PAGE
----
We have had a number of customers asking about the damage to their plants after the recent holiday winter storm. We missed much of the snowfall however we did not avoid the wind and cold temperatures. Now the big question is the extent of damage and the next steps for our lawns and landscapes. As a recap of the weather, we saw a 40-degree plummet from the evening of the 22ndthrough the morning of the 23rd. This rapid drop in temperature was accompanied by gusty winds and sustained temperatures below 15 degrees Fahrenheit for at least 32 hours and temperatures did rise above 32 degrees for more than 80 hours.
Freeze damage in plants is largely the result of ice formation within the plant that punctures cell walls, and the temperatures were certainly severe enough for this to occur. The rapid temperature, drop meant plants were less able to prepare their internal defense measures to tolerate low-temperature stress, and then wind contributed to the desiccation (drying) of the injured plants.
Most warm-season turfgrasses, such as zoysiagrass and bermudagrass, had already transitioned into winter dormancy before this event, so signs of damage won’t appear until warmer weather in the spring. The injury to the cool-season turfgrasses is quite visible with leaves that are usually green now have brown, necrotic, tissue. Many conifers are now showing a golden or brown coloration, but we will not know the extent of the injury for a few more months. Low temperatures might have been especially harmful to zone 7 or 8 landscape plants, such as Acuba, Camellia, Distylium, Yaupon holly, Indian Hawthorn, Loropetalum, Fig, and more. Close inspection of boxwood and azalea may reveal the bark is split, cracked, or peeling from the trunk. Because this disrupts the plant’s ability to move water from the roots to the leaves, plants with this type of damage are not expected to recover quickly, if at all. Spring might reveal some woody species, such as crape myrtles could be killed to the ground. Warm-season grasses, tender perennials, and even borderline woody plants could have been killed. The rapid change in temperature, the magnitude of the drop, and the duration of lethal temperature exposure may end up being a knock-out combination. Only time will tell the full extent of the damage that this winter weather event has caused.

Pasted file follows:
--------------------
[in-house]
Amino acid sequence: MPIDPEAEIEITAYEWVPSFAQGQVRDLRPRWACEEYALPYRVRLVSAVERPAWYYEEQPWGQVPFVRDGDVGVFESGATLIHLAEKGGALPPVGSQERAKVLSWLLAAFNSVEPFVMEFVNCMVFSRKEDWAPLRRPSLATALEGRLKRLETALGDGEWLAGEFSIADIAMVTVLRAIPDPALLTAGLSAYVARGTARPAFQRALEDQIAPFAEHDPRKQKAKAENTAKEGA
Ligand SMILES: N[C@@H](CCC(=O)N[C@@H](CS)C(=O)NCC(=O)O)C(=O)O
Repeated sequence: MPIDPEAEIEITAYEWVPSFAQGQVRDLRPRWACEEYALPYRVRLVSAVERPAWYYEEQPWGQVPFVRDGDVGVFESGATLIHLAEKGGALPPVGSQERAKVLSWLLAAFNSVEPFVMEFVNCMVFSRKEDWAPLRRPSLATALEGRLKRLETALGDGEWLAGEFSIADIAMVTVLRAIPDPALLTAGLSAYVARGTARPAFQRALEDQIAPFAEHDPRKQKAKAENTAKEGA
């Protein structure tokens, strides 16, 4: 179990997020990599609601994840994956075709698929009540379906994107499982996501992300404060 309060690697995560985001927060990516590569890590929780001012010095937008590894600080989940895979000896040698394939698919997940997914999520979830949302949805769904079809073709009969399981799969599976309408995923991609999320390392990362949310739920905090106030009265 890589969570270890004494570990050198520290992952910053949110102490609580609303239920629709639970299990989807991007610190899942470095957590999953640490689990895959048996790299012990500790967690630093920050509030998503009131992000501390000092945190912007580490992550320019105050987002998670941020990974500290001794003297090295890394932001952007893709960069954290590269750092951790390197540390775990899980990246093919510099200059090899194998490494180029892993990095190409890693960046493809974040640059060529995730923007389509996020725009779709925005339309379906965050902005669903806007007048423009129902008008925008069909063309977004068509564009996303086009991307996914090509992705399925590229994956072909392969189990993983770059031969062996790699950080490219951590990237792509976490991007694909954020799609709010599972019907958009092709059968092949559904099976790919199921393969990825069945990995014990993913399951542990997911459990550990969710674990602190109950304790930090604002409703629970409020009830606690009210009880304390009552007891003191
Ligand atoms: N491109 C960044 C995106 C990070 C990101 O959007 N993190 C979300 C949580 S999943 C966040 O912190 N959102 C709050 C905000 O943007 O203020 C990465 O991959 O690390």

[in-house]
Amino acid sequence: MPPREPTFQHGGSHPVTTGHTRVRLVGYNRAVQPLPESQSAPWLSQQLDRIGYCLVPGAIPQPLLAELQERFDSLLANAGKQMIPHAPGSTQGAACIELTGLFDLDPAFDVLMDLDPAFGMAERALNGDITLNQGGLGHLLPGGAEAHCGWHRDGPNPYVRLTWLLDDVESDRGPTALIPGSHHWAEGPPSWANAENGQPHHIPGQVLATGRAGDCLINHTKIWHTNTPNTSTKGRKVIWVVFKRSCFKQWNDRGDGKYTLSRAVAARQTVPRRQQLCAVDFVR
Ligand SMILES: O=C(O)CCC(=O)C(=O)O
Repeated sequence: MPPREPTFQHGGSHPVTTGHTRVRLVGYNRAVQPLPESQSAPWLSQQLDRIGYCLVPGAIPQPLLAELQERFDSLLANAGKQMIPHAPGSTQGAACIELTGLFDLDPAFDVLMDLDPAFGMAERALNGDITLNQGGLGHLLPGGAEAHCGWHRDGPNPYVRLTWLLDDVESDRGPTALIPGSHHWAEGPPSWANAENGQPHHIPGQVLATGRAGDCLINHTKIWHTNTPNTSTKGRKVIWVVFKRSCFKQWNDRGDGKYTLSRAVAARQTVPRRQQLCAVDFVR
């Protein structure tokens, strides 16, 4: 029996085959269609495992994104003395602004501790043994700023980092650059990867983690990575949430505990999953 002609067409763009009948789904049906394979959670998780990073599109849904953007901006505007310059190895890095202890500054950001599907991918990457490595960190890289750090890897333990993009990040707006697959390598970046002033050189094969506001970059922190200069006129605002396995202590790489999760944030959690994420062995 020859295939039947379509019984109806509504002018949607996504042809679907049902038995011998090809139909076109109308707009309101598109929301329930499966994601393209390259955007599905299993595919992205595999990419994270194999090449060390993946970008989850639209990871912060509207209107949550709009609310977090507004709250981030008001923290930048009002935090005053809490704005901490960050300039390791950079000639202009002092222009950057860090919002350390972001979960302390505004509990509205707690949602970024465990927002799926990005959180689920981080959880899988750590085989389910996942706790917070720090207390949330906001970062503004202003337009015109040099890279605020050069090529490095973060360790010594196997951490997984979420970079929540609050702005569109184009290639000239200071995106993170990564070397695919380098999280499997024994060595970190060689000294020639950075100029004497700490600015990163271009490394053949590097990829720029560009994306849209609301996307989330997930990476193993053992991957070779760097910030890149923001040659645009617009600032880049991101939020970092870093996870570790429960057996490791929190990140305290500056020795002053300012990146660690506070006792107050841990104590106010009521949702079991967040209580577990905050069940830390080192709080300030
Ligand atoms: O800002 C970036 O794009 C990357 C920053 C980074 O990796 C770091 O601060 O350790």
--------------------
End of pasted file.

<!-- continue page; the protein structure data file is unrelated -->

If you’re wondering what you can do now First, be patient! The best course of action right now is to actually do nothing. For herbaceous (non-woody) plants, those that are borderline for our area (hardy banana, calla, canna, and more), as well as plants that are often evergreen (hardy ferns, Heuchera, Lenten rose, and more), may have been killed to the ground. Leaving that now-dead above-ground tissue may provide a bit of insulation in the coming weeks for that plant’s survival. So, don’t do extensive cleanup or mowing. You don’t want to get carried away with pruning woody plants either. Please wait until plants leaf out or don’t leaf out in the spring. This will give you the best indication of what to prune. Be patient; plants like bigleaf hydrangea may not resume growth until as late as Mother’s Day and Flower buds except those that develop on new growth were likely damaged by the cold temperature. Plus, pruning now could expose still-living tissue to further cold damage in the coming weeks. Same with replacing plants let’s see what the plants do in the spring. As the effects become clear, we’ll either be relieved to see the return of old plant favorites, or we’ll get to select some exciting new plants for our lawns and landscapes.
Advanced Lawn Solutions Team